We recently celebrated the 50th anniversary of the first Apollo moon landing. For those who missed it, there was plenty of buzz surrounding the event, with a release of high-definition video footage as feature-length documentary film, and plenty of books about the historic event. I followed much of it, read many of the books, and so I didn’t think I was going to learn many new things about the Apollo program with this book, but I wanted to read it because the event was memorable for me.
I was wrong. I learned a lot.
I didn’t know that there had been another spacecraft (not of U.S. origin) orbiting the moon when Armstrong, Aldrin, and Collins were in orbit and the lunar module was about to make a descent.
I didn’t know who manufactured the spacesuits used for the first lunar expedition (and how they were chosen).
I didn’t know that a 25 year-old student with a notebook of handwritten notes had the power to abort the mission in the very last seconds and was asked if they needed to abort.
These are just a couple of items that come in the early pages of the book. Author Charles Fishman touches on many subjects, but gets pretty in-depth on a few, such as President Kennedy’s thoughts and support for the Apollo program, and some of the mechanics of how the venture was put together.
Because computers and computer technology are so prevalent today (how many teens don’t have a cell phone?) there are generations of people out there who don’t remember or don’t know that computers in 1968 were the size of warehouses. The process of designing a spaceship and lunar landing module, with all the necessary parts, for a mission that really our best scientists only had theories as to what was needed, is just incredible. The story of the computer – trimming down a warehouse sized device to a cubic foot, with the power to plot and re-calculate course adjustments and fuel burn (today’s counter-top microwave has more computing power than the Apollo space flight onboard computer) was quite fascinating.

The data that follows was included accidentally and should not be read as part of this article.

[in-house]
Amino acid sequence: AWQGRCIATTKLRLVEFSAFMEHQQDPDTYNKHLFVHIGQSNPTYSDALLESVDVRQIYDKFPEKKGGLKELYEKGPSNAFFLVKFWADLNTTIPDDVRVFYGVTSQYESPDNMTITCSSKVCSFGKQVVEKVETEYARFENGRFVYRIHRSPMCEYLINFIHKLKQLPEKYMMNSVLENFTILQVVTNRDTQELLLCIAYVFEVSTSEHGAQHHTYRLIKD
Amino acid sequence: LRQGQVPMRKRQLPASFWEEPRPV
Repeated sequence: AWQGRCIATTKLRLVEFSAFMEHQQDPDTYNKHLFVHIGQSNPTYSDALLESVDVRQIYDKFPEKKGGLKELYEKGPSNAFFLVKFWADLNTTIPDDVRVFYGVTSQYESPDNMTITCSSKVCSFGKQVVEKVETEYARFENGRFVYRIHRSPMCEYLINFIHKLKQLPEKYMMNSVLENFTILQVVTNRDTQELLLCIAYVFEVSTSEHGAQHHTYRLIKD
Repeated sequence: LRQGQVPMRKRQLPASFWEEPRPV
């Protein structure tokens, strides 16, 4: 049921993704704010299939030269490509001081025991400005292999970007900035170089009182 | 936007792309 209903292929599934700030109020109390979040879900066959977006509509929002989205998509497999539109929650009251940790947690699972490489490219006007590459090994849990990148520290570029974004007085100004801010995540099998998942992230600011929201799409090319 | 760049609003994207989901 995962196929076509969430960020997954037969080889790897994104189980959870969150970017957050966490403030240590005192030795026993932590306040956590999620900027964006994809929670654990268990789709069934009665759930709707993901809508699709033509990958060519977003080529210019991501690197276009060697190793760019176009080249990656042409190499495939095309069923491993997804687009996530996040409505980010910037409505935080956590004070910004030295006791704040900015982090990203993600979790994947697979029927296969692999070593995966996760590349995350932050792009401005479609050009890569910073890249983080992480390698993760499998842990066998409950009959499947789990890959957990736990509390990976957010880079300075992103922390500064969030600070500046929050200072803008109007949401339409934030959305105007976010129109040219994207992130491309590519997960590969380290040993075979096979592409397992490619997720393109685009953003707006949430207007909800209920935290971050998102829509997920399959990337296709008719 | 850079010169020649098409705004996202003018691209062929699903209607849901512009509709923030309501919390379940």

I’m of the right age to really appreciate this book. A child of the 60’s, I can still remember where I was and my reactions to watching the grainy, black and white footage of Neil Armstrong landing on the moon and the interminable wait for him to go out and walk around. Learning more about all that had to happen to make this momentous event, is a treat.
For my children, who grew up in an age when man had already been to the moon, where we’ve retired space shuttles, and we have SpaceX and re-useable booster rockets, and are planning a mission to Mars – this seems like antique mechanics and about as much fun as reading ancient history in school.
But this is a book I would recommend and a book I will reference when talking about NASA and space and our future exploring the solar system and beyond.
Looking for a good book? Charles Fishman’s One Giant Leap is an excellent resource and history of how we got to the moon.
I received a digital copy of this book from the publisher, through Netgalley, in exchange for an honest review.
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One Giant Leap: The Impossible Mission That Flew Us to the Moon
author: Charles Fishman
publisher: Simon & Schuster
hardcover, 480 pages